I could still write a long list of things my Mind has collected to describe who I am. The more connections I have, the more the line blurs between what I remember as Time flows by in this 3D human reality .
But this is an illusion. I cannot remember 99.99% of what’s occurred during my life. Memory and perception are intertwined. Over 69 years of my life have flowed past, and being honest, I cannot remember with any clarity or detail what happened over that “time”. Even extraordinary events are not what I’d call memories in any meaningful sense. The advent of video, and especially, digital recording devices, have preserved some snippets of my past. But I appear in very few digital reproductions of my past.
I’m not working now and live a quasi-hermetic life so there’s not as much to remember as there would be in the mind of anyone living a more diverse, complicated life. Most of us would remain serious suspects in a police investigation assuming we’d be stumped if asked, “where were you on February 18.”
69.5 years of life x 365 x 24 hours = 608,820 hours of life including dream time. 608,820 hours of potential memories x 0.001 = 608.82 hours (one thousandth of a percent) of clear, accurate memories is preposterous for my mind. Remembering 60 hours for clear mental replay means a 0.0001% (one ten thousandth) retrieval rate.
Now let’s not count dreams as I don’t even have a few moments of conscious connection to them. I “wake up” and they’re gone. My other senses, directed and controlled by my now conscious Mind, take control of all functions. I’ll assume that 8 of my daily 24 hours are spent asleep. A full 1/3 of my life. 608,820 x .66 = 401,821 hours of conscious “awake” time. Were I able to recall one ten thousandth of it, that would amount to 40 hours of past experiences. Nope.
All my senses funnel through the Doors of Perception (a tip of the hat to Aldous Huxley and his experimentation with mescaline). The conscious experience, the Now, that isn’t immediately discarded (most of it) is then processed through my brain aka my Mind and “stored” as potential memories.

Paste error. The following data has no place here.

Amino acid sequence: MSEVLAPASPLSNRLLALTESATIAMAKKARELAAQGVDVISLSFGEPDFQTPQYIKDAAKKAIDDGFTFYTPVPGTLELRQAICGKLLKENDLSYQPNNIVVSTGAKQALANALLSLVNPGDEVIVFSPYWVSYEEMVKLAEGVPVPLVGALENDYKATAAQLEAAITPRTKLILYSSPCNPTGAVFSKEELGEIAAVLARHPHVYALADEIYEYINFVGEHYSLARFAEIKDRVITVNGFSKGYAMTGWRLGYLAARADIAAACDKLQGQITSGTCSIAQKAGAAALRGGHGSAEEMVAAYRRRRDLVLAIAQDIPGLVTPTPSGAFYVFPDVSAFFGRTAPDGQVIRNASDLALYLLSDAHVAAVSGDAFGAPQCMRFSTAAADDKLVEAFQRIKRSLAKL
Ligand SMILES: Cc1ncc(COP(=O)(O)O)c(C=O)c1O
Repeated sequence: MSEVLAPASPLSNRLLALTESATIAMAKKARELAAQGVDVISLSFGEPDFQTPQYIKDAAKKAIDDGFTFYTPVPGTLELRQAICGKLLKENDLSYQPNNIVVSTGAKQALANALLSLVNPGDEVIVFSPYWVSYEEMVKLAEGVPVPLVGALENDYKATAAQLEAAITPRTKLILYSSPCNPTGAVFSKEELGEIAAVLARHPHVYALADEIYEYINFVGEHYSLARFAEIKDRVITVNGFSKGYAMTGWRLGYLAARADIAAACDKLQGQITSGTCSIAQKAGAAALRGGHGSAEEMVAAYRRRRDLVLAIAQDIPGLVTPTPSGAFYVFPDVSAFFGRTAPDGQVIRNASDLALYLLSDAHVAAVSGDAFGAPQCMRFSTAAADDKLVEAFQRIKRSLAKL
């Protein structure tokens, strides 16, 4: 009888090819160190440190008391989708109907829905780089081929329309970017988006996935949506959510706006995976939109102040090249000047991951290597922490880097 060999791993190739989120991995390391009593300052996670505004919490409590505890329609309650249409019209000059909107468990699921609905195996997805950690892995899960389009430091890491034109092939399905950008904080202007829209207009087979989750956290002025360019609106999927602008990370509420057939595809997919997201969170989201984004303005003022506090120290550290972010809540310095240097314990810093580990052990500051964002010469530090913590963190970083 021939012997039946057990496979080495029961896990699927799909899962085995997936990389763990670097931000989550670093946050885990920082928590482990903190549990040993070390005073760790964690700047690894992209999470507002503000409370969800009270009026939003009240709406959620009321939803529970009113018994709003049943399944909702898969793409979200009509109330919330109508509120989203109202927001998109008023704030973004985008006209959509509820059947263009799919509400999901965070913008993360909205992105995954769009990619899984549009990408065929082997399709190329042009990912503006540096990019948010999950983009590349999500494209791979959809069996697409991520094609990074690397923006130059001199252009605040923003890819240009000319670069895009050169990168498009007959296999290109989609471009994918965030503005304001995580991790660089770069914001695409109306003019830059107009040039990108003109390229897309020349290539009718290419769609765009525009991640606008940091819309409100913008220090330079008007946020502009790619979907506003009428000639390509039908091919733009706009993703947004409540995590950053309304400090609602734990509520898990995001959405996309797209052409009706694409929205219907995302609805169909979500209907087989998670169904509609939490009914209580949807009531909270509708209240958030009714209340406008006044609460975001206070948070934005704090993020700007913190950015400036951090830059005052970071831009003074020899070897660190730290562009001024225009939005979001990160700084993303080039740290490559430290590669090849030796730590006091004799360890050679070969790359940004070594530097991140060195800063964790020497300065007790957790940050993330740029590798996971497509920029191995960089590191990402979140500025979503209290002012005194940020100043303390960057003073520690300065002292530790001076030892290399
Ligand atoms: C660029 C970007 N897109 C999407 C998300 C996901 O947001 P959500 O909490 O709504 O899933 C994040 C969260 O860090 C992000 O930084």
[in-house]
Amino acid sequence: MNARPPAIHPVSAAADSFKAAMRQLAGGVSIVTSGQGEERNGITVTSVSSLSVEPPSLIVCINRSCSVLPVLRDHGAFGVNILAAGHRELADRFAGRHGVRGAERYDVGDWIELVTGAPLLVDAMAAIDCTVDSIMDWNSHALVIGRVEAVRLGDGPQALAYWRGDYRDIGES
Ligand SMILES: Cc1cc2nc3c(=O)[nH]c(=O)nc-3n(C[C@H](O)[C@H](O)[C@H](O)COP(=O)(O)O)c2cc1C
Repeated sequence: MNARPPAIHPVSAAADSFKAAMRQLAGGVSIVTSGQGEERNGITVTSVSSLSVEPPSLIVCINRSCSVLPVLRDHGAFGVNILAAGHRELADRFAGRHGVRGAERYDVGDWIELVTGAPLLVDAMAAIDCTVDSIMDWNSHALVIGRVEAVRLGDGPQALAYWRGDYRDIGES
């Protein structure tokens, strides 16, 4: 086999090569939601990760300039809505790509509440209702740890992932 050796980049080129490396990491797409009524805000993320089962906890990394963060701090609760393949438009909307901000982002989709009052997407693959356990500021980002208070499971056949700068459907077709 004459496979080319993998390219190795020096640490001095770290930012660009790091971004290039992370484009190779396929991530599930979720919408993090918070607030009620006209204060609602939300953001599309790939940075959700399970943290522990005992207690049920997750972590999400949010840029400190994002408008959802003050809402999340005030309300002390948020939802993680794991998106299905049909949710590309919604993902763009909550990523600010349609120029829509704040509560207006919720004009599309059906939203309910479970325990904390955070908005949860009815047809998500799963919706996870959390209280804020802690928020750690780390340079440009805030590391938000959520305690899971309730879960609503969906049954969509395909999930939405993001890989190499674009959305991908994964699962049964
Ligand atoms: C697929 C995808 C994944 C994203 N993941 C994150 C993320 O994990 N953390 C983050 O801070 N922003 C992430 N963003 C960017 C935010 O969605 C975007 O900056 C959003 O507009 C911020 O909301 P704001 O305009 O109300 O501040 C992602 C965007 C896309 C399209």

After lubricating the hinges of his Doors of Perception with mescaline, Huxley wrote….
“We live together, we act on, and react to, one another; but always and in all circumstances we are by ourselves. The martyrs go hand in hand into the arena; they are crucified alone. Embraced, the lovers desperately try to fuse their insulated ecstasies into a single self-transcendence; in vain. By its very nature every embodied spirit is doomed to suffer and enjoy in solitude. Sensations, feelings, insights, fancies – all these are private and, except through symbols and at second hand, incommunicable. We can pool information about experiences, but never the experiences themselves. From family to nation, every human group is a society of island universes. Most island universes are sufficiently like one another to Permit of inferential understanding or even of mutual empathy or “feeling into.” Thus, remembering our own bereavements and humiliations, we can condole with others in analogous circumstances, can put ourselves (always, of course, in a slightly Pickwickian sense) in their places. But in certain cases communication between universes is incomplete or even nonexistent. The mind is its own place, and the Places inhabited by the insane and the exceptionally gifted are so different from the places where ordinary men and women live, that there is little or no common ground of memory to serve as a basis for understanding or fellow feeling. Words are uttered, but fail to enlighten. The things and events to which the symbols refer belong to mutually exclusive realms of experience.”